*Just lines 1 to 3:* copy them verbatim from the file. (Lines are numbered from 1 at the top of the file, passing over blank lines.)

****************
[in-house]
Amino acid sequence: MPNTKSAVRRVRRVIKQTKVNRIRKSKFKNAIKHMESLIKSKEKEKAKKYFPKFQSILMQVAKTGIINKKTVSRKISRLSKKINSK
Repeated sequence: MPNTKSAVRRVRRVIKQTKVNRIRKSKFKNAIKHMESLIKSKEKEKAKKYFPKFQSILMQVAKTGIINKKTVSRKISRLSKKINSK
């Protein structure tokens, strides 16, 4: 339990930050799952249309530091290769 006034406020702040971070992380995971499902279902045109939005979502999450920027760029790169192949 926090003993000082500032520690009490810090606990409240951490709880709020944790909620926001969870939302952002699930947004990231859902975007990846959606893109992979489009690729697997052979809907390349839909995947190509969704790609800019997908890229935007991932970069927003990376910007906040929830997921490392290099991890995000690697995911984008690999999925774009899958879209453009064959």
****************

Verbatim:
[in-house]
Amino acid sequence: MPNTKSAVRRVRRVIKQTKVNRIRKSKFKNAIKHMESLIKSKEKEKAKKYFPKFQSILMQVAKTGIINKKTVSRKISRLSKKINSK
Repeated sequence: MPNTKSAVRRVRRVIKQTKVNRIRKSKFKNAIKHMESLIKSKEKEKAKKYFPKFQSILMQVAKTGIINKKTVSRKISRLSKKINSK